Brands of today need to group their efforts on delivering the best ‘return on creativity’ to fuel their performance. It’s impossible for a brand to rise above the noise without creative strategies to help them shine. The current renaissance of technology has created huge challenges for brands, but they have also created a playground for creativity. In a Middle East-first, the berries interviewed Adam Arnold, Global CMO of BBH, to discuss his thoughts on the current state of global creativity and how can brands leverage it.

BB: BBH has been nurturing global brands with creativity for more than 35 years now. In your opinion, what defines “Creativity”?

AA: Creativity is humanity’s best tool to solve big problems. It is the way we make leaps that otherwise could not be made though due process and ‘business as usual’. It is when the right brain beats the left brain to the answer. It is the difference between good and great ideas.

BB: In the era we live in, everything is moving with the speed of light, brands are constantly in a battle to find and unlock creative potential. How should brands view “creativity”? When can creativity be a real brand differentiator?’

AA: Creativity is a brand differentiator when it creates clear space from the competition in which a brand can grow. Staying within a category and its established codes will mean you compete for the same customers in the same way. It is a lottery at best, and a slow death at worse in todays accelerated market conditions. Brands have to stand out. They have to cut through. They have to shun the established way of positioning themselves. They have to challenge category codes. We have a tried and tested saying at BBH, “When the world zigs, zag”. 

BB: Pairing creativity with data will lead to unique and unforgettable brand experiences. In the information age we are living in, how can brands connect the dots between data and creativity?

AA: Data has to be used in two phases of the creative development process. Firstly – right upfront. It needs to inform the creative brief and what we know about our target consumers. And secondly it needs to be used right at the end – to track the performance and effectiveness of the campaign in market. And in turn, that data informs the next new brief, and do so on. If this is followed, then data can infuse creativity without stifling it.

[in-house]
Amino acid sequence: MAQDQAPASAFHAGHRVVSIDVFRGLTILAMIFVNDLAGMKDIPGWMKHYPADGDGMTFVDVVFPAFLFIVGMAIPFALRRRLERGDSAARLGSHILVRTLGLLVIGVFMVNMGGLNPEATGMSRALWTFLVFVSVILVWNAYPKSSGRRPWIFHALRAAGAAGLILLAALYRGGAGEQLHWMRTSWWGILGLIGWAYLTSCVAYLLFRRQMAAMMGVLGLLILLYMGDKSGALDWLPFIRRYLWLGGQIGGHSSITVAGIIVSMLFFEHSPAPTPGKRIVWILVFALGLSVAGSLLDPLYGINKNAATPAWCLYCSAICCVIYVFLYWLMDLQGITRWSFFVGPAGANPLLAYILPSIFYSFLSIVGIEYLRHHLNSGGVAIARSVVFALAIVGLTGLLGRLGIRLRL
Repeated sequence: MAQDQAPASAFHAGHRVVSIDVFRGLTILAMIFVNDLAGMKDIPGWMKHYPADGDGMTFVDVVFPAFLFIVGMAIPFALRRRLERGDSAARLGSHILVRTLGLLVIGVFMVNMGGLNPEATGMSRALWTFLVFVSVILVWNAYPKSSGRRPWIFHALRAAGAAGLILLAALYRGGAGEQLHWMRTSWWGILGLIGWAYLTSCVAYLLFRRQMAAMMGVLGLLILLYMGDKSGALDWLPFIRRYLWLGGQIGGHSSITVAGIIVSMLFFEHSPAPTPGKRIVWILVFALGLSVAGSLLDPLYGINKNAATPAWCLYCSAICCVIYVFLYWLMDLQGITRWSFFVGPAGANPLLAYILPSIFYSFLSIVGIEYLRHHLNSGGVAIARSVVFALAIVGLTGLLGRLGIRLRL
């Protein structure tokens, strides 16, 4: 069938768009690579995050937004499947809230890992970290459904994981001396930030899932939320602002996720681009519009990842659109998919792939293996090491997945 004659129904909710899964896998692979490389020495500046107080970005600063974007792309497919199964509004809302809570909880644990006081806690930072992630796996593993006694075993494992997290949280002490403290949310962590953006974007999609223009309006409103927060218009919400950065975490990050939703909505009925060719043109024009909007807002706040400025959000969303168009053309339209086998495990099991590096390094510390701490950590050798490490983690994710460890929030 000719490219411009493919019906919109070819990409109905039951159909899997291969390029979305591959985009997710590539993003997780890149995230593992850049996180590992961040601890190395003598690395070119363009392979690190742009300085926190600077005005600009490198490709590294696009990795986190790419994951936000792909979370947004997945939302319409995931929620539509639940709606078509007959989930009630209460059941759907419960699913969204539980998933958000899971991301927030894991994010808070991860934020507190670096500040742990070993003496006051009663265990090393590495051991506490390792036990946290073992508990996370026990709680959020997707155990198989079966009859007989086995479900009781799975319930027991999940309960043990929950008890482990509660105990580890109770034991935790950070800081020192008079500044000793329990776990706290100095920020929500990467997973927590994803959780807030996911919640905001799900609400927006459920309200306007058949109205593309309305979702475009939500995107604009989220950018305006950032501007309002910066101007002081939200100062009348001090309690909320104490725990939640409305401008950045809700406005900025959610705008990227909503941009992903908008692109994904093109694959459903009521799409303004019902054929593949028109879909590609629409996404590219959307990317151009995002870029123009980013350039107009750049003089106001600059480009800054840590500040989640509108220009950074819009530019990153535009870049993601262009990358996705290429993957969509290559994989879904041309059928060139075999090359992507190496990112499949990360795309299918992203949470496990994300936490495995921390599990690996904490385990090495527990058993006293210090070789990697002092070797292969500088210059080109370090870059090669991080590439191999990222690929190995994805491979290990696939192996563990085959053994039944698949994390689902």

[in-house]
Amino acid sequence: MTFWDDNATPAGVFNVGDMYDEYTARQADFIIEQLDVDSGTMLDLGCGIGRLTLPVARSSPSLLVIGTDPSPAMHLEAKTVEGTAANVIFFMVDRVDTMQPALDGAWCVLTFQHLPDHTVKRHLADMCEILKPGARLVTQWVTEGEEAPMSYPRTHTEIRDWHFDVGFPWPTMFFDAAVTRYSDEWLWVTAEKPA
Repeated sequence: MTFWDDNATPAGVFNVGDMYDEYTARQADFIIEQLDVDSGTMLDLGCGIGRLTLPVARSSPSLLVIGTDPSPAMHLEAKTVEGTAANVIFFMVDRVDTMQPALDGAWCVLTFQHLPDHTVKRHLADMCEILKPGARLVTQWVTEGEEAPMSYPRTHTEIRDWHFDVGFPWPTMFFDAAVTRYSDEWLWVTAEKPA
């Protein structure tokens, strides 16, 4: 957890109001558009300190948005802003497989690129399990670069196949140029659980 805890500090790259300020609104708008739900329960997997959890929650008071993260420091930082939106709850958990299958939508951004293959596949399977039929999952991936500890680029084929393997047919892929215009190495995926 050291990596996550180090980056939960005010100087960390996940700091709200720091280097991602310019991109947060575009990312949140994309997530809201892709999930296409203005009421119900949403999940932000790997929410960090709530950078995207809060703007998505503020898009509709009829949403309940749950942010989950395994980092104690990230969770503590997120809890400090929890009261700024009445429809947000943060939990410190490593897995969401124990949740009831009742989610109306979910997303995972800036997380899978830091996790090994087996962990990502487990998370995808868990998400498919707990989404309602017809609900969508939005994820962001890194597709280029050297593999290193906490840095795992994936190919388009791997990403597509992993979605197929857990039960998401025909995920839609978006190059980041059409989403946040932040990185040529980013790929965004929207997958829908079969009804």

BB: Does creativity, alone, sell? Do you believe in the correlation between outstanding creative success and commercial success?

AA: Yes, we do. We never separate the work from the numbers. Advertising creativity serves a commercial purpose, just as artists have always had patrons. The Sistine Chapel ceiling wasn’t painted for free or for no reason. Our creativity is deployed to change behaviours, create awareness, generate loyalty, justify price premiums, cross-sell products – you name it. What is important is being honest about these goals. And checking that the creative work achieves them. Without that, we are simply painting pointless pictures in the dark. 

BB: The rise of the digital age has revamped how brands are leveraging creativity to drive brand growth, making the audience more intrigued. How can brands use such trends to drive sales?

AA: The internet, and most latterly the fourth industrial revolution, has changed the way we live our lives on planet Earth beyond all recognition. If advertising is to talk to people it must understand the way in which our days and nights have changed – and fit in naturally. The age of interruption is dead. Brands can’t simply shout for attention. They gave to either entertain or offer genuine utility to potential customers. Is your campaign engaging and useful? Is it good enough to be enjoyed rather than endured? These tough questions have to be asked at the outset, or else time, effort and money will be wasted. 

BB: Creativity is a way of thinking not a department and every endeavor can be improved by creative thinking. Consequently, believing that creativity resides in the creative department of ad agencies and that media people, data people or CRM people can’t be creative, is questionable. Please comment

AA: I wholehearted concur with your statement. We see all of BBH and every one of our talents as part of the creative development process. We are all engaged in the same purpose together. If an agency remains in silos, or if it has ‘hierarchy’ of its brains – then it is simply locking up its own potential. We have another saying here, “None of us is as good as all of us”. And that is how approach every task together.

BB: How do you see creativity in the Middle East?

AA: Many of our global campaigns have run in the Middle East, but we have not created many local campaigns in the region in our history. As such, I don’t want to make any unqualified grand statements. We are very fast learners though – so do call us if you want our approach to creativity unleashed on your brand ; )